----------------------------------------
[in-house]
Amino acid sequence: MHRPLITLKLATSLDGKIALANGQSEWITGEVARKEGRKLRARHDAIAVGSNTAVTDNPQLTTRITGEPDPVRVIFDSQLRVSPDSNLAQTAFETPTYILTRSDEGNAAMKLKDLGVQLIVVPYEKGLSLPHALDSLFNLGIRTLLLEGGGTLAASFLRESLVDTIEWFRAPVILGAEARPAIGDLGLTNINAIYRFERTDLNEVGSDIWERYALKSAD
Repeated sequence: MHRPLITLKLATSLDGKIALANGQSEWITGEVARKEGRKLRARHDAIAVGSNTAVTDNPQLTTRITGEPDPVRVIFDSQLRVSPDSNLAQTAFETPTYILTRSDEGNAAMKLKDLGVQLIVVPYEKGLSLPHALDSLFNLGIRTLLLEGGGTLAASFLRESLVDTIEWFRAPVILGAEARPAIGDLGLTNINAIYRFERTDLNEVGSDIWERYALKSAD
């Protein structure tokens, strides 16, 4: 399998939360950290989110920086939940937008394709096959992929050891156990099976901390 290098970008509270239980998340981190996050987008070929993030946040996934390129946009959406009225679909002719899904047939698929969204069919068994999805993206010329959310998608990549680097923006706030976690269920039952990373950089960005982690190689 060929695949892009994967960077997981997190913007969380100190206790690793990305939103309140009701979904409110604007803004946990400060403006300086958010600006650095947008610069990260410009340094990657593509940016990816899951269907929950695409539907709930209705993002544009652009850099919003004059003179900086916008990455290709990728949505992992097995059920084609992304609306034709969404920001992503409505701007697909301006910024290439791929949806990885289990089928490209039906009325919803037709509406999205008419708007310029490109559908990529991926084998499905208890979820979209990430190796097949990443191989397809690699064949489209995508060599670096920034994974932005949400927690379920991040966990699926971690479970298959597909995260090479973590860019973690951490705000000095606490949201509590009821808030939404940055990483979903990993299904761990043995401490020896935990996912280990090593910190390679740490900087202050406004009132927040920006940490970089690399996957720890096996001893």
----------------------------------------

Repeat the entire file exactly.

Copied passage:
[in-house]
Amino acid sequence: MHRPLITLKLATSLDGKIALANGQSEWITGEVARKEGRKLRARHDAIAVGSNTAVTDNPQLTTRITGEPDPVRVIFDSQLRVSPDSNLAQTAFETPTYILTRSDEGNAAMKLKDLGVQLIVVPYEKGLSLPHALDSLFNLGIRTLLLEGGGTLAASFLRESLVDTIEWFRAPVILGAEARPAIGDLGLTNINAIYRFERTDLNEVGSDIWERYALKSAD
Repeated sequence: MHRPLITLKLATSLDGKIALANGQSEWITGEVARKEGRKLRARHDAIAVGSNTAVTDNPQLTTRITGEPDPVRVIFDSQLRVSPDSNLAQTAFETPTYILTRSDEGNAAMKLKDLGVQLIVVPYEKGLSLPHALDSLFNLGIRTLLLEGGGTLAASFLRESLVDTIEWFRAPVILGAEARPAIGDLGLTNINAIYRFERTDLNEVGSDIWERYALKSAD
């Protein structure tokens, strides 16, 4: 399998939360950290989110920086939940937008394709096959992929050891156990099976901390 290098970008509270239980998340981190996050987008070929993030946040996934390129946009959406009225679909002719899904047939698929969204069919068994999805993206010329959310998608990549680097923006706030976690269920039952990373950089960005982690190689 060929695949892009994967960077997981997190913007969380100190206790690793990305939103309140009701979904409110604007803004946990400060403006300086958010600006650095947008610069990260410009340094990657593509940016990816899951269907929950695409539907709930209705993002544009652009850099919003004059003179900086916008990455290709990728949505992992097995059920084609992304609306034709969404920001992503409505701007697909301006910024290439791929949806990885289990089928490209039906009325919803037709509406999205008419708007310029490109559908990529991926084998499905208890979820979209990430190796097949990443191989397809690699064949489209995508060599670096920034994974932005949400927690379920991040966990699926971690479970298959597909995260090479973590860019973690951490705000000095606490949201509590009821808030939404940055990483979903990993299904761990043995401490020896935990996912280990090593910190390679740490900087202050406004009132927040920006940490970089690399996957720890096996001893």